Buried in the final 500-page PDF file of redacted and munged e-mail messages released by Amtrak in December 2018 in response to a FOIA request we made in 2014, we got the first hint at an answer to one of the questions that originally prompted our request:
What did Amtrak think was its legal basis for requiring passengers to show ID and provide other information, and for handing this data over to DHS components and other police agencies for general law enforcement purposes?
When US Customs and Border Protection (CBP) asked Amtrak to start transmitting passenger data electronically, it described this as a request for “voluntary” cooperation, noting that while the law requires airlines to collect and transmit this data to CBP, “these mandates do not currently extend to land modes of transportation” (as they still don’t today).
Despite this statement from CBP, someone at Amtrak came up with a way to describe the changes to Amtrak’s systems and procedures to require ID information in reservations for all international trains, and to transmit this data to CBP, as “required by the U.S. Department of Homeland Security (DHS)” and as “being mandated by the US Border Inspection Agencies [sic].”
In 2004, an Amtrak technology manager was asked, “Do you know if such a [Federal] mandate [to collect information about passengers] exists, or is Amtrak not obliged to participate in this program?”
The unnamed Amtrak IT manager’s response was that:
By statute, the federal government … in cooperation with Amtrak “shall maintain, consistent with the effective enforcement of immigration and customs laws, en route customs inspections and immigration procedures for international intercity rail passenger transportation that will (1) be convenient for passenger; and (2) result in the quickest possible international rail passenger transportation.” 49 USC 24709.
In other words,someone at Amtrak thinks it’s not merely permitted but required by this provision of Federal law to implement whatever level of intrusiveness of data collection and data sharing will make international trains run more quickly.
It’s arguable, to say the least, whether Congress intended this law as a mandate for ID credentials or data collection, whether collection of passenger data prior to ticketing actually expedites international trains (compared to, as used to happen, conducting customs and immigration inspections onboard while trains are in motion), or whether demands for ID and passenger information are consistent with the clause of this section requiring that measures taken be “convenient for passengers”. But someone at Amtrak seems to have interpreted this statute as such a mandate, and represented it as such to other Amtrak staff and contractors.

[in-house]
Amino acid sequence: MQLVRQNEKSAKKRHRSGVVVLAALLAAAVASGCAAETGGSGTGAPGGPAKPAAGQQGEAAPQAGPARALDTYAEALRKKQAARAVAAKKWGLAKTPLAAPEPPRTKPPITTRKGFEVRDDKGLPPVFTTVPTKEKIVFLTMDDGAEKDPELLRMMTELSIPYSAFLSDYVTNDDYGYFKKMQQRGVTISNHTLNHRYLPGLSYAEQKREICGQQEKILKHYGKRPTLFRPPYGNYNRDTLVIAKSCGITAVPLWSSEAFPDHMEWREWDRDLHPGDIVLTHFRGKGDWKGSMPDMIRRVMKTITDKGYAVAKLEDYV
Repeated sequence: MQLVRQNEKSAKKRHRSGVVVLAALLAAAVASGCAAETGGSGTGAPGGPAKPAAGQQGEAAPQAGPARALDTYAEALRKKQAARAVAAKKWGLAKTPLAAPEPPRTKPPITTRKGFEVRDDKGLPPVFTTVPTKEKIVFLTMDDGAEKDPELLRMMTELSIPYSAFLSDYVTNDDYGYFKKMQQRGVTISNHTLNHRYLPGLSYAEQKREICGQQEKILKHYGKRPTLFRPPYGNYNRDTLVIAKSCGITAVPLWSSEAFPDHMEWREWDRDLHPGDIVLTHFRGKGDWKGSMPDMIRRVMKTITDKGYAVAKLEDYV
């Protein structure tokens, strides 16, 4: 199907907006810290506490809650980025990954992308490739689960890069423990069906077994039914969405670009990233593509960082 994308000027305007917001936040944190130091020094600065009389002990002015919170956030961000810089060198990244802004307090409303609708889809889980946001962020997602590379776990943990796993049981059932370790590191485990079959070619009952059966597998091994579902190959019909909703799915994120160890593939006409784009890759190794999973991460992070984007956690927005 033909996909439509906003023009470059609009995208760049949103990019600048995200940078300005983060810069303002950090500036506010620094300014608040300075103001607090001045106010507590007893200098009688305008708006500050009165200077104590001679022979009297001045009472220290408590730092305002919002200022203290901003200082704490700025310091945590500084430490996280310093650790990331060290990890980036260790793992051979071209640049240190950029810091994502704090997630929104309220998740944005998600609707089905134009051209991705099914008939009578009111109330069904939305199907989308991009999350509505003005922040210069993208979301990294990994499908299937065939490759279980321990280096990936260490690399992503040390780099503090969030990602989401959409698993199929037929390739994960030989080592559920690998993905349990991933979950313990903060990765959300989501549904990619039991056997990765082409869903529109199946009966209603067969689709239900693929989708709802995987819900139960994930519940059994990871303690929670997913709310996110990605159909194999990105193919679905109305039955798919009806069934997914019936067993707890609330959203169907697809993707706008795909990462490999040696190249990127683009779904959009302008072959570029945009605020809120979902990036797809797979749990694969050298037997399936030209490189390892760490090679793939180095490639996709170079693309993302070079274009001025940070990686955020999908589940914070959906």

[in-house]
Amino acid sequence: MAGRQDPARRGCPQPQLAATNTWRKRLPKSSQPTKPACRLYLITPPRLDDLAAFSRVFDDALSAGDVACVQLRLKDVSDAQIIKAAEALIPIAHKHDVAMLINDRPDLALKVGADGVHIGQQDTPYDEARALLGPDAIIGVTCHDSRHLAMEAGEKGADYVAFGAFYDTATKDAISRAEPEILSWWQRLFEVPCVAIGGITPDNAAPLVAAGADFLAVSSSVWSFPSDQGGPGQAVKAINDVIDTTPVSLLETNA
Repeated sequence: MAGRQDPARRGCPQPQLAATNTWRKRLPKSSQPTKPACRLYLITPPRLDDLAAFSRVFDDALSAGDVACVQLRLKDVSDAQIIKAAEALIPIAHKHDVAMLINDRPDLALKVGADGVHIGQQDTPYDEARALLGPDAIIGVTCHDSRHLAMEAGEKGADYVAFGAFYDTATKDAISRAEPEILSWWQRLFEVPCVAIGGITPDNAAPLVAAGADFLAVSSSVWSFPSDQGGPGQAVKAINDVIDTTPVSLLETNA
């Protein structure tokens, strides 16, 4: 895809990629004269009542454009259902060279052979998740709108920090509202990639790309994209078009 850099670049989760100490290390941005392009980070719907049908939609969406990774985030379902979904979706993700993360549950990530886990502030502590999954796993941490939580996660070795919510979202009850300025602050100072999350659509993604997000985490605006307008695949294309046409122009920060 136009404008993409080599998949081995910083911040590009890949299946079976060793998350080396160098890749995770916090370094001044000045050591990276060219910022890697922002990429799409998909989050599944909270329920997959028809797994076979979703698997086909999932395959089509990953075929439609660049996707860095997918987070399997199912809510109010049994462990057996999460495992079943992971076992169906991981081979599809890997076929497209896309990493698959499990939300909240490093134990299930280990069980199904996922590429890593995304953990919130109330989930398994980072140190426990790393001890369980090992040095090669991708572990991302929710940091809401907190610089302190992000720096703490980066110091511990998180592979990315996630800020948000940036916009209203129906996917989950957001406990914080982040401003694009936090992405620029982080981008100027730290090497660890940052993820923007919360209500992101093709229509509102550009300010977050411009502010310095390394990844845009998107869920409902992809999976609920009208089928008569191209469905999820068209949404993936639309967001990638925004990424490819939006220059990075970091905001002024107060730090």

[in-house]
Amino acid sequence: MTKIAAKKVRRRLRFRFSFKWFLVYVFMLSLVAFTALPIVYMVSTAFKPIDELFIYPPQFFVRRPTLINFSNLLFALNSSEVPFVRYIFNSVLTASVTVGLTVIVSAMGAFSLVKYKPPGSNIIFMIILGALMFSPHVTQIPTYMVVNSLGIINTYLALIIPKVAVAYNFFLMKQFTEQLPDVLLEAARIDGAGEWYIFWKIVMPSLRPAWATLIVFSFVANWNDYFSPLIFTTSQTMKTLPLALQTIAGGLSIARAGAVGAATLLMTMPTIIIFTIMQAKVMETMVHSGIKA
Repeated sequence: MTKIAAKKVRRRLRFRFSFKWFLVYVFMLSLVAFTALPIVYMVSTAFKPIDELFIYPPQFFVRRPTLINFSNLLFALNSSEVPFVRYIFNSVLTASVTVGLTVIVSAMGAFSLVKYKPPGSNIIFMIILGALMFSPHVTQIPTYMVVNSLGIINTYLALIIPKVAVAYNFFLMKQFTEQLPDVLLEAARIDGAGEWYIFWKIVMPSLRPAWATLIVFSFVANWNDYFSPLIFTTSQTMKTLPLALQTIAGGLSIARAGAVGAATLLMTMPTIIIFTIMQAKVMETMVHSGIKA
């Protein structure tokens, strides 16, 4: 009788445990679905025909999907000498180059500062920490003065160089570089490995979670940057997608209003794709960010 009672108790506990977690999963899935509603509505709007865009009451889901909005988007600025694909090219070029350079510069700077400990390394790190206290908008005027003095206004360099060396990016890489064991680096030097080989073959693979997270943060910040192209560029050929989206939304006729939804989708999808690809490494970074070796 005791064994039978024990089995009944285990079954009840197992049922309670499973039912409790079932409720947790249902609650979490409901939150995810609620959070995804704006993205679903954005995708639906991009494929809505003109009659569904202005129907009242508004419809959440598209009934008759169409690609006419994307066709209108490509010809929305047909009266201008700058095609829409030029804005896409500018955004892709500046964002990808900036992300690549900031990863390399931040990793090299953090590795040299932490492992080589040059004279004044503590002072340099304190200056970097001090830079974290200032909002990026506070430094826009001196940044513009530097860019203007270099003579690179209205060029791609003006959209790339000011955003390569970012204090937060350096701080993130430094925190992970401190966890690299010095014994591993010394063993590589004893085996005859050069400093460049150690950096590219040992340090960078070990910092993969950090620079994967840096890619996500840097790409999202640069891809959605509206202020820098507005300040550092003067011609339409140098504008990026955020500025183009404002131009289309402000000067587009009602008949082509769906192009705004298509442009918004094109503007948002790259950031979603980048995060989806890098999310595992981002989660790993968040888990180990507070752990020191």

Are there any limits to what information or actions Amtrak would think is required of passengers on international trains, if that would keep US and Canadian border guards from stopping or delaying trains at the border for customs inspection?
Questions about whether Advance Passenger Information (APIS) was required had been asked not only within Amtrak but by Amtrak-appointed travel agencies, as was relayed to Amtrak by a product manager for the “Worldspan by Travelport” reservation system:
There’s no indication in the documents we received as to whether this Worldspan subscriber, or any other travel agency, was given any answer to this question.
As part of Amtrak’s response to a separate FOIA request, however, we’ve received a redacted copy of Amtrak’s internal directive to staff regarding passenger ID requirements. According to this document, Amtrak stopped requiring passengers to show ID in order to buy tickets as of October 25, 2017. But no records related to this change, or the reasons for it, were released in response to our request.
Amtrak train crews are supposed to check ID of a randomly selected 10% or 20% of passengers. In our experience, however, Amtrak staff rarely require any passengers to show ID.
Although Amtrak is a Federal government entity, Amtrak’s of list of acceptable ID is much more inclusive than the list of ID that comply with the REAL-ID Act. Amtrak’s list of ID acceptable for train travel includes, among other acceptable credentials, any ID issued by a public or private middle school, high school, college, or university, and drivers’ licensed issued by US states and territories to otherwise undocumented residents.
Amtrak even accepts a “California state issued medical marijuana card“, which doesn’t have the cardholder’s name, only their photo. We’ll leave it as an exercise to our readers to figure out what relationship Amtrak thinks there is between being eligible for medical cannabis and being eligible for Amtrak train travel.
The most reasonable inference is that someone at Amtrak has decided that Amtrak should make a show of requiring ID, but that others at Amtrak don’t really want to turn away travelers without ID. Perhaps they recognize that travellers who don’t have or don’t want to show ID are a valuable Amtrak customer demographic.